26780. Emotion and Motivation. What are emotions and how do they motivate us? In this course we will explore the universally experienced concept of emotion and how it is fundamentally inseparable from that of motivation. From their shared neurobiological mechanisms and evolutionary theories to their psychological impact on behavior, this course will trace the commonalities between emotion and motivation. Topics will include autonomic correlates of emotions, the motivational utility of positive and negative emotions, and relationships to development, cognition, social behavior, and mental health. Interdisciplinary research will be emphasized, particularly in the critical evaluation of current theories and empirical research. F. Rockwood, Spring
26880. Comparative Chronobiology and Timed Behavior. From bacteria to blue whales, organisms keep time. The importance of time is unquestionable. Imagine if a willow flowered in the dead of winter or a mouse emerged at noon; the outcomes are not pleasant. Such occurrences, though, are the exception not the norm. So perhaps it is important to ask why don’t plants flower in the dead of winter or nocturnal rodents emerge during the day? How do they track the days and seasons, and modify their reproductive, social and self-regulatory behaviors accordingly? Decades of research have come to one basic answer: engrained in their genomes lay a network of genes that collectively generates hyperprecise timekeeping mechanisms which impact diverse aspects of cellular- and organismal-level processes. These timing mechanisms are called ‘biological clocks’. This course will address how biological clocks are constructed out of the genes, RNAs, and proteins expressed over the course of the lifespan. The material will consist of scientific articles (empirical studies and review papers) surveying the mechanisms of clocks in organisms ranging from bacteria to humans. After understanding how clocks measure circadian time intervals, we will turn to clocks that impact behavior and physiology over non-circadian intervals (years, tidal cycles, menstrual/and estrus cycles) and to still more mysterious timing mechanisms that generate ultradian (>24h) oscillations. PQ: This course assumes that students are comfortable with reading structured reports from generalist and specialist scientific journals; possess a basic understanding of genetics; have familiarity with neuroscience via an introductory course on biopsychology or the equivalent. The completion of Biological Clocks and Behavior (PSYC 21750) accomplishes all prerequisites, but it is not required. Experience in 200 level biology or neuroscience courses is preferred. JP. Riggle. Winter.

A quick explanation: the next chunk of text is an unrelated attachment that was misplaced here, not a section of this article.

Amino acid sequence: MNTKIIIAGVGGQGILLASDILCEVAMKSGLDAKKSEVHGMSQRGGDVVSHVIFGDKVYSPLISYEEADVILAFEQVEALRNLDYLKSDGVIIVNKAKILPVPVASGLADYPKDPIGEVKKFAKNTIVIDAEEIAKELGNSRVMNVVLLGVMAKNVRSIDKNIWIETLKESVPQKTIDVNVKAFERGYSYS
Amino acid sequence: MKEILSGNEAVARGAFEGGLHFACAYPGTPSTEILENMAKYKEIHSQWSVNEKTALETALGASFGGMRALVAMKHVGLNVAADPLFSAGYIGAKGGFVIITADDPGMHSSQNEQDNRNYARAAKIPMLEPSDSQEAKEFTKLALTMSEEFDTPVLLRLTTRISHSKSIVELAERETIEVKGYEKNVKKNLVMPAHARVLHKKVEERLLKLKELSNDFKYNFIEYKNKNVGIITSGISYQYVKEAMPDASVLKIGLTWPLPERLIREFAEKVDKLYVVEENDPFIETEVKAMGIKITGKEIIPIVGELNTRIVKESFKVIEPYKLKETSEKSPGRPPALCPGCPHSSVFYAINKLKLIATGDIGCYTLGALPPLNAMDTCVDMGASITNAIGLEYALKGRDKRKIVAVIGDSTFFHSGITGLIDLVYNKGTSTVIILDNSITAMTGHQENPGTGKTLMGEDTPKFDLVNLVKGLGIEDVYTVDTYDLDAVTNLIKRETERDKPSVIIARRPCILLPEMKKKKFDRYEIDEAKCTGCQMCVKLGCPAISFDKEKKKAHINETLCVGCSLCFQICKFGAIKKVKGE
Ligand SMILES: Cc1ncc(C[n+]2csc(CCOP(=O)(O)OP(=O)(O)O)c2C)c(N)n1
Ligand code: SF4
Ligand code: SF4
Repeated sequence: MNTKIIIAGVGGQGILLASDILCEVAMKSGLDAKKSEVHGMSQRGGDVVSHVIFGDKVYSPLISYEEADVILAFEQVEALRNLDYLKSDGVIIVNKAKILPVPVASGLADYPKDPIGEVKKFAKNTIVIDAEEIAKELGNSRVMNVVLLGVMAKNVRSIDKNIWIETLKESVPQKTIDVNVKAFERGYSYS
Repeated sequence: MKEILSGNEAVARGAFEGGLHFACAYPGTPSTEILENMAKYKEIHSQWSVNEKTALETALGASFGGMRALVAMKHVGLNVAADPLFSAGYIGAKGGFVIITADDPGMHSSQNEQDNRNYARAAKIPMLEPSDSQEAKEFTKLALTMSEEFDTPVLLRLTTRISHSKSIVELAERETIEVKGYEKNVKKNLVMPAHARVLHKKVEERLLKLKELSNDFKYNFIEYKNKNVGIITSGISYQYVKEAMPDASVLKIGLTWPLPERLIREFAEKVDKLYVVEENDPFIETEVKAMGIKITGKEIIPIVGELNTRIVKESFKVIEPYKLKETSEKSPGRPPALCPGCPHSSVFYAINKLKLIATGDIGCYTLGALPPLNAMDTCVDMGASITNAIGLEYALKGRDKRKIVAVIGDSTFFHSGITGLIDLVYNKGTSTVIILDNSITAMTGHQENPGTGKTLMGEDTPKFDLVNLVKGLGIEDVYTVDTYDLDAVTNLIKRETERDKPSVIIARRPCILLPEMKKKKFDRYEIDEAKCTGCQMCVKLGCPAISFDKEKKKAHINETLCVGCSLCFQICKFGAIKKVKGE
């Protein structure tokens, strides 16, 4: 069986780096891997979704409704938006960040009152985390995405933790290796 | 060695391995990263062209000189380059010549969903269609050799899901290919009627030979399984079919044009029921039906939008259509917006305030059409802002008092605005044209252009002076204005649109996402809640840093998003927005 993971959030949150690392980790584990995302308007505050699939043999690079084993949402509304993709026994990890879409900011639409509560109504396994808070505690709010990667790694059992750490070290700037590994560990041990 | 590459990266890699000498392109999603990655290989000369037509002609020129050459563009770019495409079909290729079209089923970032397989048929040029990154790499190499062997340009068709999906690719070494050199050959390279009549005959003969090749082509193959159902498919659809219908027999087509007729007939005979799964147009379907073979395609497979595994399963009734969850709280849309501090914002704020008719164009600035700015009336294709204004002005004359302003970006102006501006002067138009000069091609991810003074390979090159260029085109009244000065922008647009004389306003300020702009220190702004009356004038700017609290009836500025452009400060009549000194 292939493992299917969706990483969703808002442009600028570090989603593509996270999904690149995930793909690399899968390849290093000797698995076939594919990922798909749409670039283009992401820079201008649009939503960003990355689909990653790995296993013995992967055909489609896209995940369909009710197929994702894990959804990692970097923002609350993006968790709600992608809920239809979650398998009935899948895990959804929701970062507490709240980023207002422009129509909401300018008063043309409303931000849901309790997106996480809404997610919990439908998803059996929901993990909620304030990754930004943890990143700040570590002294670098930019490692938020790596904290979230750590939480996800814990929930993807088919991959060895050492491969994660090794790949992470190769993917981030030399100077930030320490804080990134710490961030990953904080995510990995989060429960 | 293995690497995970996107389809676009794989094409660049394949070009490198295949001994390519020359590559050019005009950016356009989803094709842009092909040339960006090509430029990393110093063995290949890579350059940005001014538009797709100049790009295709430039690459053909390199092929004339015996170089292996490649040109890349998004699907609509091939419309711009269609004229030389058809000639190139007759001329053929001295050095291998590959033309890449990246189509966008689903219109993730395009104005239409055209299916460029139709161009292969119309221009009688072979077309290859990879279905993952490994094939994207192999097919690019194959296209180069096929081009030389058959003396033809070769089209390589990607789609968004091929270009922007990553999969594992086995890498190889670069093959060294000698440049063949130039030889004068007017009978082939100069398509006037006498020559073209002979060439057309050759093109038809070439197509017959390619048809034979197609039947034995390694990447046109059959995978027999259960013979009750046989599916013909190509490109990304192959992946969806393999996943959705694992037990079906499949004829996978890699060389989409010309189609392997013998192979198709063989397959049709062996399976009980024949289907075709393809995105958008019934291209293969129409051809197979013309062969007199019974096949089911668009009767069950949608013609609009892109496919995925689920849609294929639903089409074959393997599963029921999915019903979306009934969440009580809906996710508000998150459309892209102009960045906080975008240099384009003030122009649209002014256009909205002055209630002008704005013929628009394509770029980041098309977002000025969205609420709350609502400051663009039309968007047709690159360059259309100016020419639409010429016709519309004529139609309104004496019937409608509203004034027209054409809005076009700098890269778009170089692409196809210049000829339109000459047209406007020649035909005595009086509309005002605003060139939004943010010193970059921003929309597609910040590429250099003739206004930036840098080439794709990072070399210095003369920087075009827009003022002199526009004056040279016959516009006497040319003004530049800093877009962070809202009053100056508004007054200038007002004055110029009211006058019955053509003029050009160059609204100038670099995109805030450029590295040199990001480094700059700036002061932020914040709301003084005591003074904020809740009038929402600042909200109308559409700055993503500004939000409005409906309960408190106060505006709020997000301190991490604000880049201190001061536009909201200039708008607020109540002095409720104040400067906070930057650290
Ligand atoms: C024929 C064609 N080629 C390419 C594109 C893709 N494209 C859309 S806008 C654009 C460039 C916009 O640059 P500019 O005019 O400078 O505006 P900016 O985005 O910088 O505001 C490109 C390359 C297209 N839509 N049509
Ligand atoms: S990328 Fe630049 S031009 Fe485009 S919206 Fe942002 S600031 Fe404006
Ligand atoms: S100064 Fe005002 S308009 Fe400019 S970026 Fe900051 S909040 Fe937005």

27010. Psycholinguistics (= LING 27010). This is a survey course in the psychology of language. We will focus on issues related to language comprehension, language production, and language acquisition. The course will also train students on how to read primary literature and conduct original research studies. E. Ronai (Autumn); J. Riggle (Spring).
28610. Neuroendocrine Mechanisms of Human Behavior. (=CHDV 28600). This course aims to explore the role hormones play in the study of human behavior and development across various stages in the life course. We will explore how biological mechanisms take part in explaining many different aspects of human behavior, and how these explanations fit into discourse from the fields of evolutionary biology, psychology, and behavioral economics. N. Nickels, Spring.